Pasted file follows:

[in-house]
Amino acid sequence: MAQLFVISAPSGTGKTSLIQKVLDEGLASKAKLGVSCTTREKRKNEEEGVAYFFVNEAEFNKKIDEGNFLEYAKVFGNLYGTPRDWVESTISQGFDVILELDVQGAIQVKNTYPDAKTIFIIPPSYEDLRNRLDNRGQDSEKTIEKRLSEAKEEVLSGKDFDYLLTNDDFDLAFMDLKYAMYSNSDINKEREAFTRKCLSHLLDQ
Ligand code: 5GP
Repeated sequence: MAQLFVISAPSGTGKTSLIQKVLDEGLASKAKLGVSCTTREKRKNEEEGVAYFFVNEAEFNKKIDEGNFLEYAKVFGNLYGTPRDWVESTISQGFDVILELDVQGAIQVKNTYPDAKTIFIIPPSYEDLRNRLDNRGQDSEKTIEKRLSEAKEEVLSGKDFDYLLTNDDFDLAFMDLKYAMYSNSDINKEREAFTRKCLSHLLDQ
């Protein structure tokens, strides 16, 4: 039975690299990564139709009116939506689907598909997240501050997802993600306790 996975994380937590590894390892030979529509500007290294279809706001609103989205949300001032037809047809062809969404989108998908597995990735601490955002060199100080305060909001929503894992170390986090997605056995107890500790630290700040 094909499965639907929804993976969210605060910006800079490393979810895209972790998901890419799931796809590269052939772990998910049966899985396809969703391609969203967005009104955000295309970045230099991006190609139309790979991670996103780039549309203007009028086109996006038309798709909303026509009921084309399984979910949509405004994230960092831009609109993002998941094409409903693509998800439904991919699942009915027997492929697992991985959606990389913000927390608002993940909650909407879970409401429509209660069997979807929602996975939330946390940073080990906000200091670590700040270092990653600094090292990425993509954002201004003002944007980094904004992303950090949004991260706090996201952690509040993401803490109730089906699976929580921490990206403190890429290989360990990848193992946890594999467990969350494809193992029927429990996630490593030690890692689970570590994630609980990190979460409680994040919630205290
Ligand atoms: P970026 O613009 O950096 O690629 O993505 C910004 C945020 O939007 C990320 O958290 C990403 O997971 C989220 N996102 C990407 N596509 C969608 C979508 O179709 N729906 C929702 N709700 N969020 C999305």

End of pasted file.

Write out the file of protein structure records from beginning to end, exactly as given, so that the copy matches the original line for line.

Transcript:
[in-house]
Amino acid sequence: MAQLFVISAPSGTGKTSLIQKVLDEGLASKAKLGVSCTTREKRKNEEEGVAYFFVNEAEFNKKIDEGNFLEYAKVFGNLYGTPRDWVESTISQGFDVILELDVQGAIQVKNTYPDAKTIFIIPPSYEDLRNRLDNRGQDSEKTIEKRLSEAKEEVLSGKDFDYLLTNDDFDLAFMDLKYAMYSNSDINKEREAFTRKCLSHLLDQ
Ligand code: 5GP
Repeated sequence: MAQLFVISAPSGTGKTSLIQKVLDEGLASKAKLGVSCTTREKRKNEEEGVAYFFVNEAEFNKKIDEGNFLEYAKVFGNLYGTPRDWVESTISQGFDVILELDVQGAIQVKNTYPDAKTIFIIPPSYEDLRNRLDNRGQDSEKTIEKRLSEAKEEVLSGKDFDYLLTNDDFDLAFMDLKYAMYSNSDINKEREAFTRKCLSHLLDQ
């Protein structure tokens, strides 16, 4: 039975690299990564139709009116939506689907598909997240501050997802993600306790 996975994380937590590894390892030979529509500007290294279809706001609103989205949300001032037809047809062809969404989108998908597995990735601490955002060199100080305060909001929503894992170390986090997605056995107890500790630290700040 094909499965639907929804993976969210605060910006800079490393979810895209972790998901890419799931796809590269052939772990998910049966899985396809969703391609969203967005009104955000295309970045230099991006190609139309790979991670996103780039549309203007009028086109996006038309798709909303026509009921084309399984979910949509405004994230960092831009609109993002998941094409409903693509998800439904991919699942009915027997492929697992991985959606990389913000927390608002993940909650909407879970409401429509209660069997979807929602996975939330946390940073080990906000200091670590700040270092990653600094090292990425993509954002201004003002944007980094904004992303950090949004991260706090996201952690509040993401803490109730089906699976929580921490990206403190890429290989360990990848193992946890594999467990969350494809193992029927429990996630490593030690890692689970570590994630609980990190979460409680994040919630205290
Ligand atoms: P970026 O613009 O950096 O690629 O993505 C910004 C945020 O939007 C990320 O958290 C990403 O997971 C989220 N996102 C990407 N596509 C969608 C979508 O179709 N729906 C929702 N709700 N969020 C999305």